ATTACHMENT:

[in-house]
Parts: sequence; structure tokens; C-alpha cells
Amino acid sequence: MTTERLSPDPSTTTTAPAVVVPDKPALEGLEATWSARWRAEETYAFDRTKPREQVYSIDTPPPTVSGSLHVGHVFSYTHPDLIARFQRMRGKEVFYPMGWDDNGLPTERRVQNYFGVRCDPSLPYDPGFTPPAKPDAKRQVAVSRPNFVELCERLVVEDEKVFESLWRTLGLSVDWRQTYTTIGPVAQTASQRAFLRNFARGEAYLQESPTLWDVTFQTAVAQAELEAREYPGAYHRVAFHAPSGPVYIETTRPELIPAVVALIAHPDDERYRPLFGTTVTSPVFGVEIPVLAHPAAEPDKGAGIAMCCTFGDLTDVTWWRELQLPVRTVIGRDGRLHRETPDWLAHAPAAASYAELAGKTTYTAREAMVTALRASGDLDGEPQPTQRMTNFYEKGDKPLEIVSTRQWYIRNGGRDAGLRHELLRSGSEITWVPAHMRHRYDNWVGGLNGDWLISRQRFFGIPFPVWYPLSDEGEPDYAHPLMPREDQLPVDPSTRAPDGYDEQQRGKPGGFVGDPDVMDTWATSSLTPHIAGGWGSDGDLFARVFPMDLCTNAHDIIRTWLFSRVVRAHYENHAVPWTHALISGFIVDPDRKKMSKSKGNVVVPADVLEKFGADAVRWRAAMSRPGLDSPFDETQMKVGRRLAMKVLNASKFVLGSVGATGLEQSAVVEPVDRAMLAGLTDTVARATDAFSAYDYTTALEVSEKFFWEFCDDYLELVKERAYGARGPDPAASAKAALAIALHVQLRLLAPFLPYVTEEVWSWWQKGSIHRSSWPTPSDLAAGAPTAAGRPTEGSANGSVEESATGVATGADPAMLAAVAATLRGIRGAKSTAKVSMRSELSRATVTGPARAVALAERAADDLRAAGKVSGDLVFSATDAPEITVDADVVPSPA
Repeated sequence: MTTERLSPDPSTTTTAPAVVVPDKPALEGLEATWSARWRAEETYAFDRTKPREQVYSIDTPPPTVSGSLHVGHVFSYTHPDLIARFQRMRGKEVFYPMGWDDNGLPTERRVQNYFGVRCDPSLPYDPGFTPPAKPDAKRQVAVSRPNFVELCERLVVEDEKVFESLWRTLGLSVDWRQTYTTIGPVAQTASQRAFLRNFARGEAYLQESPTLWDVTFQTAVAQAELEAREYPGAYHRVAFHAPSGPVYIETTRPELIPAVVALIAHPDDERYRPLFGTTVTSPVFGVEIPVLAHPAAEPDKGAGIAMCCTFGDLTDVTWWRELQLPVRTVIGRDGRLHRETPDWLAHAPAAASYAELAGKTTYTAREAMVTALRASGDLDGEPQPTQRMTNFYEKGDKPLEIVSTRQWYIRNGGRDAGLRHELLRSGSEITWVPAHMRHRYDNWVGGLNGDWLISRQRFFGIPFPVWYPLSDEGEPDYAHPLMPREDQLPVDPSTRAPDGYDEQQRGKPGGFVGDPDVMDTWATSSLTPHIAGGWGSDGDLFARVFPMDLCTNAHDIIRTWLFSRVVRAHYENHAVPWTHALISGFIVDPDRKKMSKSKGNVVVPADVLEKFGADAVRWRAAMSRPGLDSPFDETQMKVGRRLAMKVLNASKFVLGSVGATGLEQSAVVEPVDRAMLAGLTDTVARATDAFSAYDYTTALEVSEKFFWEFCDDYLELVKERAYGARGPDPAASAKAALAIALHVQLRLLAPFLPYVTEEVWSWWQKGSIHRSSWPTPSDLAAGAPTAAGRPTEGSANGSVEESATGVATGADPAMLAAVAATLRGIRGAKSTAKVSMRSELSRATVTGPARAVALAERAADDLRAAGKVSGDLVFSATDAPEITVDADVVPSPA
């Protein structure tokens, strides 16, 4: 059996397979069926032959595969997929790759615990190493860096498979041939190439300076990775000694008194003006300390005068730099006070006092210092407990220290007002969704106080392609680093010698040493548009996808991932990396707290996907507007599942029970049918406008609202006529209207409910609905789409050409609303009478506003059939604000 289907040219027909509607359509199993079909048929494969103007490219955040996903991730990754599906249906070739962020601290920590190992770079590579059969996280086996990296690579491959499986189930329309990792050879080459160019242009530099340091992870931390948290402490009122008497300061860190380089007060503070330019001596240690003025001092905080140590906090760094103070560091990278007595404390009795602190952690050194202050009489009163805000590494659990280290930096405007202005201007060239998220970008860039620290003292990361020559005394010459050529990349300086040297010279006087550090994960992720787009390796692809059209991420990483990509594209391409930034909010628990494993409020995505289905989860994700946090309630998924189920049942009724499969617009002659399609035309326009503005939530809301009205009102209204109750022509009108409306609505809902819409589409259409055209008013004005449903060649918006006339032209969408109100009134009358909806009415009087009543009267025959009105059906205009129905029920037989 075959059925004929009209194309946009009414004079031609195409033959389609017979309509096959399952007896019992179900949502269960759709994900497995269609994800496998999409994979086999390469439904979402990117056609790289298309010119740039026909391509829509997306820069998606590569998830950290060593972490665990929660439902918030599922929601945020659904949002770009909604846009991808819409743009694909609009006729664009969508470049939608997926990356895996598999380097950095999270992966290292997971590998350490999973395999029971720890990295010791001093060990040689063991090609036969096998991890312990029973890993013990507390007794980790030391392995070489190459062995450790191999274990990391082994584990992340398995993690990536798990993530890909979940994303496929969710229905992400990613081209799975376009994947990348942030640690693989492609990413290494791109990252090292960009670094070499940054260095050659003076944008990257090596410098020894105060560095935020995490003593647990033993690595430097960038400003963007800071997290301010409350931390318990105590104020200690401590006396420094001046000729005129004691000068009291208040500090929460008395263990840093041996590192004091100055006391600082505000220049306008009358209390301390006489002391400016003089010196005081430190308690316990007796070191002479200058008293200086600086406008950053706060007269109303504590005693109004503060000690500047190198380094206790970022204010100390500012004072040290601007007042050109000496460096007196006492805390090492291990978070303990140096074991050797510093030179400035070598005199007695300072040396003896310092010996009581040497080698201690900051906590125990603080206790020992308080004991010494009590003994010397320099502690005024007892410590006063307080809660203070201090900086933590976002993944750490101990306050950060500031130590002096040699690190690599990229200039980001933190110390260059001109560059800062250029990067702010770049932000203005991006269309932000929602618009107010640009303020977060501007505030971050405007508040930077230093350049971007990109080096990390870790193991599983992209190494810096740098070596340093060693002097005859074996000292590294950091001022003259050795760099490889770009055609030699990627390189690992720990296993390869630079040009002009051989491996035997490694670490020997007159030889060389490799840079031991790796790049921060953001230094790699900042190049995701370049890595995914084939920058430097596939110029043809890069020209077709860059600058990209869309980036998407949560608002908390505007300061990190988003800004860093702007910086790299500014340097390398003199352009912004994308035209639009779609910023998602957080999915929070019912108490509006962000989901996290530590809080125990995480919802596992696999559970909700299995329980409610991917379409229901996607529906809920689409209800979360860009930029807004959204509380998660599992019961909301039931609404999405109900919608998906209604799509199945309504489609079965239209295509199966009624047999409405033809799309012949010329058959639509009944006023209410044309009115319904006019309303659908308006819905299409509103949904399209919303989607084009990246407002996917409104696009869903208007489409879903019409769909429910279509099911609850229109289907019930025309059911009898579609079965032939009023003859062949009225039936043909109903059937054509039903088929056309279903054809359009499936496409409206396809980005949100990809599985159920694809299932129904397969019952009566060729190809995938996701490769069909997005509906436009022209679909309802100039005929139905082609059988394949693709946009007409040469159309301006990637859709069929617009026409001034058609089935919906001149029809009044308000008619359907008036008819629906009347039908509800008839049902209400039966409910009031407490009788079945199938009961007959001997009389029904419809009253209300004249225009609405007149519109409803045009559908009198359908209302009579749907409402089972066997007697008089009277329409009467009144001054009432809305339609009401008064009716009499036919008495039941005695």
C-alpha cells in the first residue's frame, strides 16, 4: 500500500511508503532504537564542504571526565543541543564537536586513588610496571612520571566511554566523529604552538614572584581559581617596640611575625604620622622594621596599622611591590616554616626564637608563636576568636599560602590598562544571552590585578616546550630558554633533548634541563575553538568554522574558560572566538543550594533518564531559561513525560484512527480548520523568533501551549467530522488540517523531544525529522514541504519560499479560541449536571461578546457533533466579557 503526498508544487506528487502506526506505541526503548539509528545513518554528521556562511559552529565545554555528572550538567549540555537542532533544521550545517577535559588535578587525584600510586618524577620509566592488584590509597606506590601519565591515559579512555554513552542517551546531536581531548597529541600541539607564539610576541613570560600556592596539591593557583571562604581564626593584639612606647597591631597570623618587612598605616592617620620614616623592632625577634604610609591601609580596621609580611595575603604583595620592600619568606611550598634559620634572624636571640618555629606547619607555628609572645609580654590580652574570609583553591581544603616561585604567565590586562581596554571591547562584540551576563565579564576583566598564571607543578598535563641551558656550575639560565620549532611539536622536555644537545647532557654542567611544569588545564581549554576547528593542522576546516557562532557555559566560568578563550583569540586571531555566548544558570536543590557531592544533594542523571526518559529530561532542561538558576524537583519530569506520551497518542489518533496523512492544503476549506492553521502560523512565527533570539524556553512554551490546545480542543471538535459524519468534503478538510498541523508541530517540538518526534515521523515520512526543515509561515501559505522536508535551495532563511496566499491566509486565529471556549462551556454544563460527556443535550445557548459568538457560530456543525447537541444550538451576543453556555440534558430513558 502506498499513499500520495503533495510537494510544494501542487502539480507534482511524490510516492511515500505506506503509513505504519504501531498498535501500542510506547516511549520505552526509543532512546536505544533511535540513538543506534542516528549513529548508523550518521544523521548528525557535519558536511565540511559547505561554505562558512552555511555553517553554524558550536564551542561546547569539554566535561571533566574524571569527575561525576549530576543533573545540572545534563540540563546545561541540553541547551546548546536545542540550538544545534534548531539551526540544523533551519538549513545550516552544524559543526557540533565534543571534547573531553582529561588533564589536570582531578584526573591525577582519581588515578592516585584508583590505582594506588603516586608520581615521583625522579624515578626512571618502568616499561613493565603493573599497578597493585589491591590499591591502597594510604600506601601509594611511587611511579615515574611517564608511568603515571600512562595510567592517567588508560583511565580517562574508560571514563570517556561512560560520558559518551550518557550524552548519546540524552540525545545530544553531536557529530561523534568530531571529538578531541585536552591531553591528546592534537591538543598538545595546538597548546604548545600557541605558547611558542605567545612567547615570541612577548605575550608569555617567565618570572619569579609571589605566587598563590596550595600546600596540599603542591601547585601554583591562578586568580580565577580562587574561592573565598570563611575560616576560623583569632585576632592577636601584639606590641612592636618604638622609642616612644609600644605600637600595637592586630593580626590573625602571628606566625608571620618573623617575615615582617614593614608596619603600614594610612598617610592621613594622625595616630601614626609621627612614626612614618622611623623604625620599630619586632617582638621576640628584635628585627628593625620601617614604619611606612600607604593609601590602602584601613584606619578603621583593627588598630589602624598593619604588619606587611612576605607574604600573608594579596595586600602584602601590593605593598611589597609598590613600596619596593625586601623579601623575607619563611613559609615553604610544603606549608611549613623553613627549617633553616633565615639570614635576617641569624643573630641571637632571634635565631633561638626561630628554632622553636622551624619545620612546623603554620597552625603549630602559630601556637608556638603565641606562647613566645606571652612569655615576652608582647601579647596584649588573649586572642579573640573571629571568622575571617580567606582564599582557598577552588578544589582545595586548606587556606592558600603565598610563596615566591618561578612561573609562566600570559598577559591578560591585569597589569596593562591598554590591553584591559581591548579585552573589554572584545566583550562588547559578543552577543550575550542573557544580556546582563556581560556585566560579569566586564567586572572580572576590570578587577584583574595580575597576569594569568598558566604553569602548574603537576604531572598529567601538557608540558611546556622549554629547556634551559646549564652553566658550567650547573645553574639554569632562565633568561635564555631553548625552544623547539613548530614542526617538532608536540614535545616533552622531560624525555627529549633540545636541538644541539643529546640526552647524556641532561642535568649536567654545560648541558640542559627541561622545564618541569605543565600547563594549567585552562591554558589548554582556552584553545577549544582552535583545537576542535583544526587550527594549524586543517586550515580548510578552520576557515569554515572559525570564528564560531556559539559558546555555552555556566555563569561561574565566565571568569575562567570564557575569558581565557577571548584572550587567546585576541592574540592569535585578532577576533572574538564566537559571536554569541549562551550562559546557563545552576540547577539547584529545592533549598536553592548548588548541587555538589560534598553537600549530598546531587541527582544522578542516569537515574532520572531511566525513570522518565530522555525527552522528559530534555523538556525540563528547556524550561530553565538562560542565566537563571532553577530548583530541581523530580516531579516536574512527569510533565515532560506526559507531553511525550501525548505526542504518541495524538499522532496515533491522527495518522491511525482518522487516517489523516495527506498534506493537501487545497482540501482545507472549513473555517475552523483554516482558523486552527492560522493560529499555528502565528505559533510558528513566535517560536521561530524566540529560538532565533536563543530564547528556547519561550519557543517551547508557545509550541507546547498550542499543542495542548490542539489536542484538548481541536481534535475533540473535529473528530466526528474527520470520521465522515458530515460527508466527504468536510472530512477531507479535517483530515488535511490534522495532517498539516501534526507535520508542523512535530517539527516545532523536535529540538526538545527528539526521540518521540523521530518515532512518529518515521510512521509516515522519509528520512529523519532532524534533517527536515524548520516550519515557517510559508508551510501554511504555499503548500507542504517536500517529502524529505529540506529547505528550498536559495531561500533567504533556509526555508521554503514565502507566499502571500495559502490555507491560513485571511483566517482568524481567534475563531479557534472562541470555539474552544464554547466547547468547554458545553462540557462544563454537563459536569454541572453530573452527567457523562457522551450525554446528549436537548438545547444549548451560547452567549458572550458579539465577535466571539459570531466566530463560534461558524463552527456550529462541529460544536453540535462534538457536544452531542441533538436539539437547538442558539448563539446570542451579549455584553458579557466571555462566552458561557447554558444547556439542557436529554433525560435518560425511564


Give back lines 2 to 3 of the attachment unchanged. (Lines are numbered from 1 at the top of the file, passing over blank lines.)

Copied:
Parts: sequence; structure tokens; C-alpha cells
Amino acid sequence: MTTERLSPDPSTTTTAPAVVVPDKPALEGLEATWSARWRAEETYAFDRTKPREQVYSIDTPPPTVSGSLHVGHVFSYTHPDLIARFQRMRGKEVFYPMGWDDNGLPTERRVQNYFGVRCDPSLPYDPGFTPPAKPDAKRQVAVSRPNFVELCERLVVEDEKVFESLWRTLGLSVDWRQTYTTIGPVAQTASQRAFLRNFARGEAYLQESPTLWDVTFQTAVAQAELEAREYPGAYHRVAFHAPSGPVYIETTRPELIPAVVALIAHPDDERYRPLFGTTVTSPVFGVEIPVLAHPAAEPDKGAGIAMCCTFGDLTDVTWWRELQLPVRTVIGRDGRLHRETPDWLAHAPAAASYAELAGKTTYTAREAMVTALRASGDLDGEPQPTQRMTNFYEKGDKPLEIVSTRQWYIRNGGRDAGLRHELLRSGSEITWVPAHMRHRYDNWVGGLNGDWLISRQRFFGIPFPVWYPLSDEGEPDYAHPLMPREDQLPVDPSTRAPDGYDEQQRGKPGGFVGDPDVMDTWATSSLTPHIAGGWGSDGDLFARVFPMDLCTNAHDIIRTWLFSRVVRAHYENHAVPWTHALISGFIVDPDRKKMSKSKGNVVVPADVLEKFGADAVRWRAAMSRPGLDSPFDETQMKVGRRLAMKVLNASKFVLGSVGATGLEQSAVVEPVDRAMLAGLTDTVARATDAFSAYDYTTALEVSEKFFWEFCDDYLELVKERAYGARGPDPAASAKAALAIALHVQLRLLAPFLPYVTEEVWSWWQKGSIHRSSWPTPSDLAAGAPTAAGRPTEGSANGSVEESATGVATGADPAMLAAVAATLRGIRGAKSTAKVSMRSELSRATVTGPARAVALAERAADDLRAAGKVSGDLVFSATDAPEITVDADVVPSPA